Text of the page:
This bird has flown

Episode 10 starts out with Bubs, apparently clean for the first time in a long time, sitting on a park bench enjoying the day. We hear sounds – the breeze through the trees, children playing, birds chirping – sounds of aspects of life that had probably escaped his attention while he was an addict. Compare that to the sounds when he’s on the street at night – constant sirens, traffic, trafficking (“Death Row! Death Row here!”) and this dull roar underneath everything, like a storm could be coming. He feels his demons calling him, in a walking nightmare.

Lauren picked up on the crickets, another sound I wanted to bring up.

The scene says something about the differences in the lives people lead, which I think is what Lauren picked up on, but it’s also fascinating from a telling story with sound standpoint. You hear the crunch of the gravel under the tires, the motor, the parking brake, the doors opening and closing – you know what’s going on just by listening to it. And the crickets. I left a little bit of the following scene in there so you can hear the contrast.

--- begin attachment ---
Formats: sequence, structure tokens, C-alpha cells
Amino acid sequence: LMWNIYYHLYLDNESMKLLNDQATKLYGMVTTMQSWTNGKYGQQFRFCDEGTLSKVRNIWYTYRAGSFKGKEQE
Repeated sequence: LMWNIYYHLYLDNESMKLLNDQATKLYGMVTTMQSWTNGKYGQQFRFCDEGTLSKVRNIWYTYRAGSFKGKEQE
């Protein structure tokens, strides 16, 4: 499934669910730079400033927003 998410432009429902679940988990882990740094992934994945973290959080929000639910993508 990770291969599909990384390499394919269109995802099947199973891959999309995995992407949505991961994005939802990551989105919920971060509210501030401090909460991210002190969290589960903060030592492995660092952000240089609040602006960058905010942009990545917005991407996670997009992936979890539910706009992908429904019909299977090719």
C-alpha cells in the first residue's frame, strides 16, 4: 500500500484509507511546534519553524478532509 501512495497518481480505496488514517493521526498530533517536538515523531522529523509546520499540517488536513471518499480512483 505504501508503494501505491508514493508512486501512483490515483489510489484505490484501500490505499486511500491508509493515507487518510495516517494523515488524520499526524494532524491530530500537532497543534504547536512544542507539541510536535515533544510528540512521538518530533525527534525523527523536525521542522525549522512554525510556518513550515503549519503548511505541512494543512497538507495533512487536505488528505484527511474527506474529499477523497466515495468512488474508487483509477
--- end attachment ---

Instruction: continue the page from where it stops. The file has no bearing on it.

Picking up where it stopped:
02d'angelo 03d'angelo

There’s some nice symbolism in the imagery too. In the scene where D’Angelo is listening to Donette’s shopping demands, we see him staring at vertical blinds, like a prisoner behind bars. The shadows they make amplify the effect. This is something that’s common in film noir – shadows suggesting bars to show that a character feels trapped. And that’s what D is feeling. I like that sonic transition to the next scene. Donnete’s yelling answered by the voice on the wiretap, “Why you holler at me? I’ll get to you when I get to you.” We hear what D wants to say, although it comes from someone else in a different context.

04the love zone

Later we see D waiting to catch Shardeen outside Orlando’s, standing under neon letters hyping The Love Zone. But she’s done with him, and as she turns her back and goes in the club, a bird flies in and out of the shot. Like the song says, this bird has flown.